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King’s visit: Jordan seeks Russia’s support in its fight against terrorism

Vladimir Putin and King Abdullah II meeting in Moscow on January 25. Photo: kremlin.ru

King Abdullah II of Jordan visited Russia. He has been a constant guest in the Kremlin of late due to a quite complicated situation near his country’s borders.

Besides bilateral problems, the sides are supposed to discuss the situation in the Middle East and North Africa and their joint steps against international terrorism, the Kremlin reported before Abdullah II’s meeting with Russian President Vladimir Putin.

There are two factors that might have motivated the Jordanian King to visit Moscow.

Last month was one of the most alarming for Jordan. In Dec 2016, big groups if ISIL fighters (some 3,000-5,000 men) cracked the line in the Syrian province of Homs and re-seized Tadmor (Palmyra). This means that at any moment, ISIL (a terrorist organization banned in Russia) may decide to cross Jordan’s border.

Also last month, ISIL knocked Jordan down from inside: in Al-Karak, Jordan’s tourist capital, a group of terrorists attacked a police patrol. The attackers killed several policemen and one foreign tourist.

Recently Jordan has become a kind of a “prize” for ISIL, who, though having suffered defeats in Iraq and Syria, still has enough strengths to fight. According to Middle East sources, some 2,000 Jordanians are fighting for ISIL in Syria and Iraq, with 10,000 more Islamic extremists said to be “sleeping” inside Jordan. And it was they who “woke up” in Al-Karak in Dec 2016.

Not only ISIL but also Al Qaida consider Jordan as a big source of recruits and a target for terrorist attacks (1).

All this is a good reason for the Jordanians to be worried. Their close military-political contacts with the United States and the United Kingdom have not saved them from internal instability. Nor have they gotten any benefits from their involvement in the Syrian conflict. As you may know, the Jordanians provided their bases to the South Front and the New Syrian Army (NSA), Syrian opposition forces patronized by the Americans and the British and sponsored by the Gulf monarchies. They haven’t heard of the South Front for a long time already and may shortly see the NSA dissolved.

So, their only option is an anti-Jihadist dialogue with the Russians and further military contacts with the Syrian government. Some Syrian intelligence bosses have already visited Amman for consultations. Now that Palmyra has been recaptured, Israeli sources are reporting a visit by a Syrian government army delegation to Amman. The key topic, according to them, was an operation in concert with a combined American-Russian-Jordanian force.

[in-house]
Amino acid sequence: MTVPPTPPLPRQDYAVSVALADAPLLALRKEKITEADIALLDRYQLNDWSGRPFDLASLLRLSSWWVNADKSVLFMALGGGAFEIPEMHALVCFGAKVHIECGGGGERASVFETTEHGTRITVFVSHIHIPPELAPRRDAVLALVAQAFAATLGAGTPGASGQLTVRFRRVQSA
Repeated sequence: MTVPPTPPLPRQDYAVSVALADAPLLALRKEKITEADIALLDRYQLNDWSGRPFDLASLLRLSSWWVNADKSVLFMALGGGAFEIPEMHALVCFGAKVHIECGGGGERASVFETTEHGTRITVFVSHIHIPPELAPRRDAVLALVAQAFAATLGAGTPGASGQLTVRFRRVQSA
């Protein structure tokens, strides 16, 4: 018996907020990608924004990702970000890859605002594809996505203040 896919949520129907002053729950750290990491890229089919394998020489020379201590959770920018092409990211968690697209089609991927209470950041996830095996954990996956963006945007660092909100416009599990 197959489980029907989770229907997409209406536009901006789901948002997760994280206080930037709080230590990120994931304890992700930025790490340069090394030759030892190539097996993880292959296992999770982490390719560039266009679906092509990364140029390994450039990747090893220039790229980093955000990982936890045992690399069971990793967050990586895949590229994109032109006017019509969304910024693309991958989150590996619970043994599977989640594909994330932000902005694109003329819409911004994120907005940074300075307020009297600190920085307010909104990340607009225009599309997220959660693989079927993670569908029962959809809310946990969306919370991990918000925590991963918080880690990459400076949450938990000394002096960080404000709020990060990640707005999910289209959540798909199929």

One more important subject of the forthcoming Russian-Jordanian talks may be Donald Trump’s initiative to move the U.S. Embassy in Israel from Tel Aviv to Jerusalem. The Jordanians have already warned the Americans that this move may have disastrous consequences for the whole Middle East. Being the guardians of the holy Muslim sites in Jerusalem, the Jordanians are all but interested in this. By moving their embassy to Jerusalem, the Americans will indirectly confirm Israel’s claims to that city.

So, the Jordanians are going to contact the Americans. “We hope that the United States will listen to the opinion of their closest ally,” a source from the Jordanian government said.

On Jan 22, 2017, King Abdullah II met with Palestinian President Mahmoud Abbas met on Sunday in Amman. One of the key topics was the U.S. administration’s wish to move Washington's embassy from Tel Aviv to Jerusalem. Abbas said that such a step would be taken as hostile by the Palestinians and might cause them to sever their relations with the Americans. However, on that day, the White House said that the administration was "at the very beginning stages of even discussing" moving the embassy (2).

But if the Americans still move to Jerusalem, they will encourage Abdullah’s opponents into action as they will see that his anti-terror allies do not much care for him and that they have all chances to success in their anti-American and anti-Israeli plans.

Abdullah cannot allow this to happen and is going to ask Putin to help him to convince Trump not to move the embassy. But he has no illusions here as he knows that the Russians are not inclined to spoil their relations with the Israelis. But even if they don’t prevent the move, they can help him to minimize the disastrous consequences it may have.

And one more interesting topic for the Jordanian king in Moscow may be the results of the Jan 24-25 Astana talks on Syria.

(1) Aaron Magid, IS turns its attention to Jordan // Al-Monitor, July 1, 2016.

(2) Jack Khoury, Palestinians, Jordan Agree to Take Steps if U.S. Moves Embassy to Jerusalem / Haaretz, January 22, 2017.

EADaily’s Middle East Bureau

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